A report shares how the unfortunate incident of a 17 year old lady’s tragic death due sparked the discussion between law makers, patient advocate groups and Congress about lifting caps for medical malpractice damages.

Many lawmakers, according to the report, are trying to cut down on the cost of health care and one of the ways that they deem necessary to accomplish this task is to put a cap on medical malpractice cases. The lawmakers and groups of physicians seem to agree that if a cap is not put on such medical malpractice cases, it will result in unnecessary lawsuits.

However, the expert along with families of the patients disagrees with this stance. They feel that doctors and hospitals should be held accountable for their negligence.

The hospital where the death of this young woman occurred were quick to note that they were sad about her death and indicated that they have worked to conduct an intensive investigation that would give definitive answers about her death. Hospitals in Manhattan and Queens also strive to eliminate mistakes like this.

One hospital official said, “We take pride in our policy of informing the family and the patient about their care and the treatment that we provide.”

However, this young lady’s family has decided to take it into the court system so that they can have some closure about what happened to their daughter. The young lady’s parents had to cut through so much red tape to get the answers that they required.

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November 14, 2011

Medical Malpractice Clients Are Entitled to Compensation

In a system where nearly 98,000 deaths and 1 million injuries each year occur, you would think that there would be some sort of reprimand. In 1999 a study discovered that these deaths and injuries take place in our local hospitals. This study shocked the general public, and has led to the truth about medical care coming out in the open.

In New York, a study was initiated from 2002-2007 that involved 10 state hospitals. Researchers discovered that around 18% of patients were harmed by medical malpractice, and that up to 63.1 percent could have been prevented. According to a New York Medical Malpractice Lawyer, almost 2.4 percent of those medical malpractice accidents were seen to be instrumental in the patient’s deaths.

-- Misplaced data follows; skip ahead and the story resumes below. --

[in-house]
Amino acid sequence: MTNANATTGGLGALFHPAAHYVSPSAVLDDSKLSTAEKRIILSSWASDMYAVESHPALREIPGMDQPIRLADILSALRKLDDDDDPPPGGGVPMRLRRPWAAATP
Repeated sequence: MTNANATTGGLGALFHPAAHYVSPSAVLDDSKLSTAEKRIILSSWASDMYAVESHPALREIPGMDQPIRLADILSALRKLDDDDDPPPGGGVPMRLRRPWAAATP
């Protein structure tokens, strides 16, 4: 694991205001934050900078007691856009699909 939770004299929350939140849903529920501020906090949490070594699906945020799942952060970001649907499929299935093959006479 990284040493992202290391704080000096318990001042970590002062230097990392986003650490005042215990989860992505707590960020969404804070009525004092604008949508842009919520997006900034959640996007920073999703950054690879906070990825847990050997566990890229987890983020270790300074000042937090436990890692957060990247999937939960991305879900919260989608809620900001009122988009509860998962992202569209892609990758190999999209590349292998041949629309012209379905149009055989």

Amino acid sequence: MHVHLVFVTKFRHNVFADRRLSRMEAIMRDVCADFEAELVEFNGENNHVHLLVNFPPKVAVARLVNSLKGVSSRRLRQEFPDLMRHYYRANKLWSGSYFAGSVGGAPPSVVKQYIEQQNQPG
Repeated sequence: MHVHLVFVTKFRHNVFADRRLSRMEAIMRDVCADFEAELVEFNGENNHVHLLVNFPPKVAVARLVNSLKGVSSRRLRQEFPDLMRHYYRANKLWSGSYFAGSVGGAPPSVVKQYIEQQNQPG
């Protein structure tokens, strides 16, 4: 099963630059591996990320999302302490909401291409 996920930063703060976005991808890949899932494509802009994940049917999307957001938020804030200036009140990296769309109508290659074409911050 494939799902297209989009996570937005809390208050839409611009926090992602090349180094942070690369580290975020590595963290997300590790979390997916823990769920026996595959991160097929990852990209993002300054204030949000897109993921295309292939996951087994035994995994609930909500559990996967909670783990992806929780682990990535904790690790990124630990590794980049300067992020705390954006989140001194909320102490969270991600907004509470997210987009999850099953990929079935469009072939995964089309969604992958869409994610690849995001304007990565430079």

Most hospital malpractice suits have been brought on the inability of the hospital to ensure that infections avoided. These infections come in various forms, from urinary catheters, lines inserted into veins and arteries to ventilators. Errors in medication are also a leading source of medical malpractice. Medication errors affected 162 of the 2,341 patients studied in a North Carolina project.

Officials in Manhattan and Nassau County are calling for mandatory federal-level reporting to ensure that the hospitals be held more accountable for their mistakes. The accountability program would allow patients to compare safety and other options before picking a caregiver, instead of being in the dark when going in for treatment, explains a NY City Medical Malpractice Lawyer. Only 17 percent of hospitals currently have a computerized system available, even though this simple step could minimize medication errors by 80 percent.

Patients injured in hospital medical malpractice are entitled to compensation for their injuries in most cases. Hospitals may be responsible for medical costs, future medical care, lost wages, and possibly limited pain and suffering.